Beauty is in the eye of the beholder

Posted on Jul 1, 2014 in Uncategorized | 0 comments

Beauty is not only in the eye of the beholder as Chuck Wendig pointed out so brilliantly in his recent post ( ), but it’s also in the perception of that beholder. I came face-to-face with that issue in a recent review of one of my books.
In The Coming Storm and its sequels and prequels I tried to project a society where physical beauty isn’t the measure of an individual, it’s their accomplishments that matter. In their world, every being has equal value, whether they’re the ones who clean the stables or the Hunters who defend them. Even their leaders have no title beyond ‘first among equals’. It’s a shock for Colath to discover that the people of men consider him beautiful by their standards. Elon, first among equals in his Enclave of Aerilann, is frequently described as stern, imposing, but not physically attractive. He’s fit, well-muscled as suits a swordsman, but that wouldn’t have been that uncommon in any society of that level. Most of our own ancestors would have been that fit, do to the physical labor the vast majority had to perform. In our own history, one of the issues the settlers had to deal with was what they considered the physical beauty of the natives.
Even Ailith, the female lead, isn’t described as beautiful, her features are said to be too strong for real beauty. Nor is Jalila, but it’s her confidence that sets her apart.
The review, by the way, was generally great…especially the comparison to Tolkien…but not the little bit about ‘of course, the Elves are beautiful’. I took pains to point out that they aren’t, that it’s their self-confidence that makes them appear that way.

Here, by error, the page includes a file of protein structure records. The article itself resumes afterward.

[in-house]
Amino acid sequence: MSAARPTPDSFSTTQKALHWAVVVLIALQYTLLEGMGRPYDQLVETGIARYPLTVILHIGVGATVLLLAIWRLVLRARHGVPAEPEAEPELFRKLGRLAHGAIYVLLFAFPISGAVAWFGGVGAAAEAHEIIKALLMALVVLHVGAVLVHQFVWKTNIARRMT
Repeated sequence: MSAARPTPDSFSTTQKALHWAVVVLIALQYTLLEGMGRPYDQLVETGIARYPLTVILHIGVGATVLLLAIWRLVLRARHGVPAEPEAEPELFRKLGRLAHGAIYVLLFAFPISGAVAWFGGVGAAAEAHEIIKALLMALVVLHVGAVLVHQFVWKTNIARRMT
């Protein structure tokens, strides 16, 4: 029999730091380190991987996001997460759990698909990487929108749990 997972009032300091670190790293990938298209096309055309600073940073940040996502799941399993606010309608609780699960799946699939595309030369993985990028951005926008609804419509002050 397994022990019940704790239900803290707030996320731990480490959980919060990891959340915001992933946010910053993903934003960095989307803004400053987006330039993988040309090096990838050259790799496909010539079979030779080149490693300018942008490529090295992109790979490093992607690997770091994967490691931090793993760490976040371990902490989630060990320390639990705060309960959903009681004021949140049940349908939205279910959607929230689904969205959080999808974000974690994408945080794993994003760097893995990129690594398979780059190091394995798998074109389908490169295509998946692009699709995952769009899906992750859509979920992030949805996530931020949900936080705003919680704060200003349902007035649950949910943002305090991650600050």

I experienced that first hand. Growing up, especially during those years when society starts to push young people into slots, I was labelled a geek. I wore glasses, I did well in school, and I was a little chubby. However, just before my senior year, we found out we were moving to a new town, and I decided to reinvent myself. I put the glasses away and took my chances with my nearsightedness. I started exercising. I took pains with my hair and learned how to apply makeup. It was a different, more confident, me who went to the new town and the new school. I knew I had made it when one of the ‘popular’ boys tried to copy my school work, knowing I did well. I didn’t let him and he backed down. Suddenly, I was one of the popular kids.
The essential me hadn’t changed, but the physical me had, and my confidence in who I was made the difference. It was just perception.
I would see that same thing when I met my husband for the first time. As he walked toward me I could tell he wasn’t worried about impressing me, he was confident but not arrogant – he was just comfortable in his own skin and with who he was. He’s not particularly tall, and although I consider him a good-looking man, some wouldn’t. None of that matters, not to him and not to me.
About that perception thing… When my old cats, my constant companions through a lot of upheavals, died, I found myself missing that companionship. So I went to the animal shelter. They had dozens of beautiful kittens, but none as beautiful to me as this pretty piebald kitten in the very back. She was a cuddler, such a love… and she was in the very back for one reason – she only had one eye. I don’t even notice any more. To me, it didn’t matter. Any more than it mattered for the little stray I found attacking something in a discarded McDonald’s bag. That his jaw was broken and his face was a little flattened wasn’t important. He’s got a great personality. And when he looks up at me there is so much love and trust in his eyes that nothing else matters. What’s truly ugly is the person who did that to him, or who abandoned him.
I wasn’t a big George Clooney fan – although people were always focused on his looks, they did nothing for me, I thought he was a little too self-involved…until he got involved in the situation in Darfur. As did the issues in a couple of his movies. His looks still don’t do anything for me, but he has my respect.
Actions. It’s what you do that matters.

If you want more of The Coming Storm series…
The Coming Storm
A Convocation of Kings
Setting Boundaries
Not Magic Enough

Post a Reply

Your email address will not be published. Required fields are marked *